Open Journal of Statistics
Vol.3 No.3(2013), Article ID:33237,5 pages DOI:10.4236/ojs.2013.33022

Sequential Probability Ratio Test of Correlation Coefficient Using Fuzzy Hypothesis Testing

Sevil Bacanli, Duygu Icen

Department of Statistics, Hacettepe University, Ankara, Turkey


Copyright © 2013 Sevil Bacanli, Duygu Icen. This is an open access article distributed under the Creative Commons Attribution License, which permits unrestricted use, distribution, and reproduction in any medium, provided the original work is properly cited.

Received March 19, 2013; revised April 22, 2013; accepted April 30, 2013

Keywords: Correlation; Sequential Probability Ratio Test; Fuzzy Hypothesis Testing


One of the important fields in statistics is testing hypothesis of correlation coefficient. The extension of the idea of testing correlation to fuzzy hypothesis is of great interesting. In this study, we examined the use of fuzzy hypothesis testing approach for the Sequential Probability Ratio Test (SPRT) of correlation coefficient. Use of fuzzy hypothesis testing for correlation coefficient with SPRT is illustrated by an example.

1. Introduction

Correlation coefficient (ρ) is found to have applications in some area such as medicine, genetics, psychology, numerical taxonomy and quality control [1]. In these areas, the data is obtained sequentially. Thus it is advantageous to use sequential tests.

Wald [2] proposed SPRT which is designed to decide between two simple hypotheses. SPRT require substantially fewer observations than fixed sample size test.

The SPRT for the correlation coefficient has been investigated by Choi [3], Kowalski [1] and Pradhan and Sathe [4]. Choi [3] developed a SPRT which is essentially a test for the Cauchy parameter. Kowalski [1] derived a SPRT under the bivariate normal distribution.

Pradhan and Sathe [4] proposed an unbiased estimator of correlation coefficient. This estimator suggested a SPRT for which reduces to an SPRT for the Bernoulli parameter, which is a simple function of, but two pairs of observations need each step. Pradhan and Sathe’s SPRT is more efficient than Kowalski’s and Choi’s tests [4].

There are several components for making decisions in traditional statistics such as crispness of data, random variables, hypothesis testing, decision rules and so on. There have been several attempts to analyze above situations with fuzzy set theory developed by Zadeh [5]. One of them is fuzzy hypothesis testing procedure. In fuzzy hypothesis testing the sample data and hypotheses are either crisp or fuzzy. In this study we focus on fuzzy hypothesis with crisp observations.

Several authors have proposed SPRT for fuzzy case. Neyman Pearson lemma for fuzzy hypothesis testing was given by Taheri and Behboodian [6]. Torabi and Behboodian [7] gave the SPRT for fuzzy hypothesis testing with fuzzy observations. Talukdar and Baruah [8] have fuzzified SPRT. Torabi and Mirhosseini [9] introduced a SPRT for fuzzy hypothesis testing. They developed fuzzy SPRT for testing the mean of Normal distribution with known variance and the parameter of Bernoulli distribution Akbari [10] proposed a new approach for SPRT of fuzzy hypothesis under density probability function. Testing hypothesis concerning correlation coefficient with fuzzy data was investigated by Leu et al. [11].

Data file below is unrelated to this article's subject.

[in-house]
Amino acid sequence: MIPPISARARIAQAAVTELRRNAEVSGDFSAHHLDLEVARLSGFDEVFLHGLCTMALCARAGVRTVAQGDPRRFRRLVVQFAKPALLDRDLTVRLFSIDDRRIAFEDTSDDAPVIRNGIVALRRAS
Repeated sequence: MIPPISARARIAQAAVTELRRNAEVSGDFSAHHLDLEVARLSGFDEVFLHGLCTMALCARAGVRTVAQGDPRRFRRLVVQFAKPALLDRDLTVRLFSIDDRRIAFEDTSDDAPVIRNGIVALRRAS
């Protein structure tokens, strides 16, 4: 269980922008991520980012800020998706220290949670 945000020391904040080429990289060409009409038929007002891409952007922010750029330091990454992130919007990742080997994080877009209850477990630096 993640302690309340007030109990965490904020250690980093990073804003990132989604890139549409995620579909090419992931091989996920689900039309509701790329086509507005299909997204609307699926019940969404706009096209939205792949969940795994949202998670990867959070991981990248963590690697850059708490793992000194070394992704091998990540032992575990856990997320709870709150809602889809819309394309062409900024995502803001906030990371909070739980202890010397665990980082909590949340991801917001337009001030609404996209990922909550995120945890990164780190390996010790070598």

In this study, we apply SPRT to test fuzzy hypothesis for the correlation coefficient of a bivariate normal distribution. Then this method is demonstrated by an example.

This paper is organized as follows: in Section 2, SPRT for the correlation coefficient [4] is given. In Section 3, some of the basic concepts of fuzzy hypothesis testing are defined and reviewed. In Section 4, Torabi and Mirhosseini’s SPRT approach for Bernoulli parameter is given [9]. In addition we apply this fuzzy SPRT to test fuzzy hypothesis for the correlation coefficient. Then an example and conclusion are presented in Sections 5 and 6.

2. Sequential Test for the Correlation Coefficient

Let the independent random variable be from bivariate normal distribution. Than the correlation coefficient is given as


Let the hypothesis to be tested be


where is a positive or negative constant

. Pradhan and Sathe [4] gave Theorem 1 which establishes a basic relationship between correlation coefficient and the Bernoulli parameter

Theorem 1: Let the independent random variables be from bivariate Normal distribution

. Then,


In the sequential testing procedure, it is taken two pairs of observations at each step. At the ith step it is defined as,


Then follows Bernoulli distribution with

. (5)

Hence hypotheses for the correlation coefficient (2) can be written as,


and SPRT for the Bernoulli parameter can be applied [2].

For testing versus SPRT is defined as follows:

Let be a sequence i.i.d. rv’s from Bernouilli distribution Ber where,


then the likelihood ratio is,


By taking logarithm and simplifying, Equation (8) can be written as,


where is taken as following



. (11)

After each observation is computed the and compared with and